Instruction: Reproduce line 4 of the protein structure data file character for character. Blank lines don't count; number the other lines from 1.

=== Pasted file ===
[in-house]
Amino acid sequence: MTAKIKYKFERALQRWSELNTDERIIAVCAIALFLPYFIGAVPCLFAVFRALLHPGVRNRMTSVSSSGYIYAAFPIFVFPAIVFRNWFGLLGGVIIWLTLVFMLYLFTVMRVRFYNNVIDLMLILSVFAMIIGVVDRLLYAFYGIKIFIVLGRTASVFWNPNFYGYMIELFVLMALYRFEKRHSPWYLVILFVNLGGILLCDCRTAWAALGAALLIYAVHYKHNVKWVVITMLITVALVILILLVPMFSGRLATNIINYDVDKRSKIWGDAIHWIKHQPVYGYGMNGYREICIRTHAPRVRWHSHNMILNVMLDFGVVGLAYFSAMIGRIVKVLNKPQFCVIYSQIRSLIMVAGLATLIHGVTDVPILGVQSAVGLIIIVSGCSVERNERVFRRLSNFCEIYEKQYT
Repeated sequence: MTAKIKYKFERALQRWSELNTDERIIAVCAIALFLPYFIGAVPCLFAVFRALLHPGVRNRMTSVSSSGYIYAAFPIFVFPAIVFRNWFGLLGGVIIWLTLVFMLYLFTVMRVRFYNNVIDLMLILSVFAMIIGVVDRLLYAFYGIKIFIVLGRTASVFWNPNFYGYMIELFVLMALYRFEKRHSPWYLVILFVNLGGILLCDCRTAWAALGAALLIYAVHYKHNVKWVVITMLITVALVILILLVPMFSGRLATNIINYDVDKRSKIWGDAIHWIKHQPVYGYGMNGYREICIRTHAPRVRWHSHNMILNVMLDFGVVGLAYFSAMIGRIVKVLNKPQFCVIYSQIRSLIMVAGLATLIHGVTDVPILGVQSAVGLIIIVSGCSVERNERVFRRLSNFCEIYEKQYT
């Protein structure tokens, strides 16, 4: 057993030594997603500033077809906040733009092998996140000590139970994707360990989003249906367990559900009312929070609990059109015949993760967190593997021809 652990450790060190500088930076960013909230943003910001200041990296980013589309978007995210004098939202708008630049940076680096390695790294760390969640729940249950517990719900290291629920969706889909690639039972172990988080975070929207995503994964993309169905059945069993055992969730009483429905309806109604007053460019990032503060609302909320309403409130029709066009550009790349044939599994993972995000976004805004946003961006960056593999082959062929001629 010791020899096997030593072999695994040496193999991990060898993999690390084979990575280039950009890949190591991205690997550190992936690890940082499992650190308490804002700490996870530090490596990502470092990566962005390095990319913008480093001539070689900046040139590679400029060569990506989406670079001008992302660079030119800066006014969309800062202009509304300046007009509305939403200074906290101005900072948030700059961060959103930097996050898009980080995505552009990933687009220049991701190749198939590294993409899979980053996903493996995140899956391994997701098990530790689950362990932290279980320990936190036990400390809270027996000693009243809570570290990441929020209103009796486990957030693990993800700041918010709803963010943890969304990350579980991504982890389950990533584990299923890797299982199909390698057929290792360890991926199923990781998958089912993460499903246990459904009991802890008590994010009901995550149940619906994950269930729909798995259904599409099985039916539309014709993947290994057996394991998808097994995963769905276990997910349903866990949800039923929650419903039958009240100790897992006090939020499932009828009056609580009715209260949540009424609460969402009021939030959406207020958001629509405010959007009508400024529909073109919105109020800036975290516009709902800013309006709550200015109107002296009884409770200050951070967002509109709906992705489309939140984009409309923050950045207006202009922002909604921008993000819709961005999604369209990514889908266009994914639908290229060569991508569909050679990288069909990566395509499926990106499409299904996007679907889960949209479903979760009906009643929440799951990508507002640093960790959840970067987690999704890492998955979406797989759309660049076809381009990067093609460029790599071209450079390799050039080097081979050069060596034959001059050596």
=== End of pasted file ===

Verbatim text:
């Protein structure tokens, strides 16, 4: 057993030594997603500033077809906040733009092998996140000590139970994707360990989003249906367990559900009312929070609990059109015949993760967190593997021809 652990450790060190500088930076960013909230943003910001200041990296980013589309978007995210004098939202708008630049940076680096390695790294760390969640729940249950517990719900290291629920969706889909690639039972172990988080975070929207995503994964993309169905059945069993055992969730009483429905309806109604007053460019990032503060609302909320309403409130029709066009550009790349044939599994993972995000976004805004946003961006960056593999082959062929001629 010791020899096997030593072999695994040496193999991990060898993999690390084979990575280039950009890949190591991205690997550190992936690890940082499992650190308490804002700490996870530090490596990502470092990566962005390095990319913008480093001539070689900046040139590679400029060569990506989406670079001008992302660079030119800066006014969309800062202009509304300046007009509305939403200074906290101005900072948030700059961060959103930097996050898009980080995505552009990933687009220049991701190749198939590294993409899979980053996903493996995140899956391994997701098990530790689950362990932290279980320990936190036990400390809270027996000693009243809570570290990441929020209103009796486990957030693990993800700041918010709803963010943890969304990350579980991504982890389950990533584990299923890797299982199909390698057929290792360890991926199923990781998958089912993460499903246990459904009991802890008590994010009901995550149940619906994950269930729909798995259904599409099985039916539309014709993947290994057996394991998808097994995963769905276990997910349903866990949800039923929650419903039958009240100790897992006090939020499932009828009056609580009715209260949540009424609460969402009021939030959406207020958001629509405010959007009508400024529909073109919105109020800036975290516009709902800013309006709550200015109107002296009884409770200050951070967002509109709906992705489309939140984009409309923050950045207006202009922002909604921008993000819709961005999604369209990514889908266009994914639908290229060569991508569909050679990288069909990566395509499926990106499409299904996007679907889960949209479903979760009906009643929440799951990508507002640093960790959840970067987690999704890492998955979406797989759309660049076809381009990067093609460029790599071209450079390799050039080097081979050069060596034959001059050596």